Film Review: “Ender’s Game”

Directed by Gavin Hood
Starring Asa Butterfield, Harrison Ford, Hailee Steinfeld, Viola Davis
Release Date Nov. 1
Rating 6/10

Space battle in “Ender’s Game” not out of this world

A contingent of Earth’s brightest children battle an intelligent alien species from the far reaches of the universe that threaten to destroy them all. This is “Ender’s Game,” the fantasy brought to the silver screen by director Gavin Hood (“X-Men Origins: Wolverine”), based on Orson Scott Card’s popular science fiction novel of the same name. As with many epic novels, translating text to screen proved to be a challenge, and Hood’s difficulties show through. While the film does a decent job with special effects and background music, its underdeveloped characters and plot — cut short at 114 minutes — fail to give it the pure “thrill” of the alien-versus-human, outer space mega-battle that is imagined in the book.

The movie follows the premise of the novel’s storyline thoroughly. A young boy named Ender Wiggen (Asa Butterfield) is attending a special school for the development of children recognized to have vast potential. Although he is teased for being a “third” — a third child under the government’s two-child policy — he hopes to be recruited as a part of the International Fleet to fight against an alien race known as the “Buggers.” Ender displays his superior intellect and potential when he successfully beats up a bully, Stilson, and in doing so, ends bullying for all “thirds” in the future. IF Colonel Hyrun Graff (Harrison Ford) notices this particular tactic as precisely what is required by a future commander of Earth’s offensive, and he offers Ender a spot in the prestigious Battle School.

Though the film captures a majority of the book in 114 minutes, the storyline seems too rushed. Consequently, the relationships between the characters are underdeveloped and unconvincing. This includes the relationship between Ender and his sister, Valentine (Abigail Breslin). From the book, their brother-sister bond is supposed to be what Ender values above all; however, the movie does not reflect their closeness. Ender threatens Col. Graff by saying he will drop out of Battle School if he is not allowed to contact his sister, but the movie fails to acknowledge the significance of their relationship prior to this. One intimate moment shows the two of them talking on his bed after he fights Stilson, but their brother appears and quickly interrupts the scene. Because the intimacy between Ender and Valentine does not feel genuine, his longing for his sister in Battle School — which becomes so overwhelming that he must return to Earth — seems overdramatic and forced.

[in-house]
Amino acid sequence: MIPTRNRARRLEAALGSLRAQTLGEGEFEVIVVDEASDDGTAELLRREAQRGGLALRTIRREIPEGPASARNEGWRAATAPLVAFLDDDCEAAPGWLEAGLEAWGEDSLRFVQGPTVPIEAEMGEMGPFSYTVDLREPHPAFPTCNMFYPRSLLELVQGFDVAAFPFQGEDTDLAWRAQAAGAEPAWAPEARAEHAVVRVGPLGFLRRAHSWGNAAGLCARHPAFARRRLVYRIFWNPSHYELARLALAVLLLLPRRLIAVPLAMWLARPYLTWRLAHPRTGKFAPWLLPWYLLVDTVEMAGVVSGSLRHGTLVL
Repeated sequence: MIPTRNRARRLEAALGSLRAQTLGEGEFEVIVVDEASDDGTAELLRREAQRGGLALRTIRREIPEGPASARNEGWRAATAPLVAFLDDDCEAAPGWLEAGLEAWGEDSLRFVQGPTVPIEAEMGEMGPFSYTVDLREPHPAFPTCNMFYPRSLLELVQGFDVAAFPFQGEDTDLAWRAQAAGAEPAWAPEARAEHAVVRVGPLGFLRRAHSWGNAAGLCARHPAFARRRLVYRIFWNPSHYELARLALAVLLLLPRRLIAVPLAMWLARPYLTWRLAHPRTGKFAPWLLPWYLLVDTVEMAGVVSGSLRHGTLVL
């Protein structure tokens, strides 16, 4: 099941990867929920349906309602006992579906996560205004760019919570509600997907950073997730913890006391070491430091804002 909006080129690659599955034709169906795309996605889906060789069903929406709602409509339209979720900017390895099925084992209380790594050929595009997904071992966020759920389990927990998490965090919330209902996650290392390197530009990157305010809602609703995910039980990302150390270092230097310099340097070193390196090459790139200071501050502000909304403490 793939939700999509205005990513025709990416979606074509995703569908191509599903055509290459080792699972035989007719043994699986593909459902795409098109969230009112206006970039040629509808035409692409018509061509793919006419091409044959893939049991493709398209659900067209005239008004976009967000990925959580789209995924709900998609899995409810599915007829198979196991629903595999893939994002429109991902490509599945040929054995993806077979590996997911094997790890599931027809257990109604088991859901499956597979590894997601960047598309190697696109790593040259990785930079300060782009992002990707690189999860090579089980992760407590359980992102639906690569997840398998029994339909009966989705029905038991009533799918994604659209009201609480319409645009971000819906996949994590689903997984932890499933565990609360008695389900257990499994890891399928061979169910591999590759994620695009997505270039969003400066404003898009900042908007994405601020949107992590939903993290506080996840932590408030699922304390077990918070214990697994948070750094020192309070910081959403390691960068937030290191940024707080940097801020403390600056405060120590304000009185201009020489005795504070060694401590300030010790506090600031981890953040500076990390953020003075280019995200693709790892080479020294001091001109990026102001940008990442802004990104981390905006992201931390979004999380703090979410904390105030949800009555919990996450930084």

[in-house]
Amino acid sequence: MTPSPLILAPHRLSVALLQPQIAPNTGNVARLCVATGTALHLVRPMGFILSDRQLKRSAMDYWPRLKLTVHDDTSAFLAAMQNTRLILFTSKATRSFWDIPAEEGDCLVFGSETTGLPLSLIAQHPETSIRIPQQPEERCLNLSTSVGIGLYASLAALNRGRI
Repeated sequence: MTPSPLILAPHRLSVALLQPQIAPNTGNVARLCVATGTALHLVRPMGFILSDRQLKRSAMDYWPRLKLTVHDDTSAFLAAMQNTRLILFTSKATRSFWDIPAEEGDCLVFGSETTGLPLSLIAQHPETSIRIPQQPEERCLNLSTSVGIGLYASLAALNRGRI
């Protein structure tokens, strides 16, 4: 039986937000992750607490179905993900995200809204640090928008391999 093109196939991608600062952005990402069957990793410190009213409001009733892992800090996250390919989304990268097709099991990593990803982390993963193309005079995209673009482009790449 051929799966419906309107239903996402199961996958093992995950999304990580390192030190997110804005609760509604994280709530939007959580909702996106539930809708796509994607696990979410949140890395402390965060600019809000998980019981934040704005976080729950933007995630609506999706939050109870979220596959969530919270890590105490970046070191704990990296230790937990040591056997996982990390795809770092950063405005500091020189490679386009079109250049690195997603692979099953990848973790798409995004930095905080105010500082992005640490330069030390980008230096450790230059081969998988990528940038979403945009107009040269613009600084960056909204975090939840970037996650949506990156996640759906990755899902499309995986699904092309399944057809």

The film version of Ender also seems to have plenty of friends. In the book, Ender feels alone: when Col. Graff calls attention to him as one of the brightest recruits by Col. Graff, the other recruits turn against him. In the movie, however, he connects with other characters with ease. He becomes fast friends with Bean (Aramis Knight) as soon as he boards the spaceship, as well as Petra (Hailee Steinfeld), who he meets at Battle School. His ability to make friends undermines his alleged loneliness in Valentine’s absence.

The film also underplays many of the important dramatic elements of the book. The last 20 minutes of the movie contain far too much plot in far too little time, and this detracts from the importance of the scene. The final battle scene in command school, which could have been spectacular, feels brushed over — even its outcome is overlooked. After the victory, Ender and Graff have an abrupt, and seemingly emotionless, final exchange of words, a dismissive end to what was supposed to have been the most important intergalactic battle ever waged by mankind.

Given the rich material that the director had to work with, the movie could have been a sci-fi masterpiece, but with much of the plot skipped or poorly portrayed, fans of the book are likely to be disappointed.

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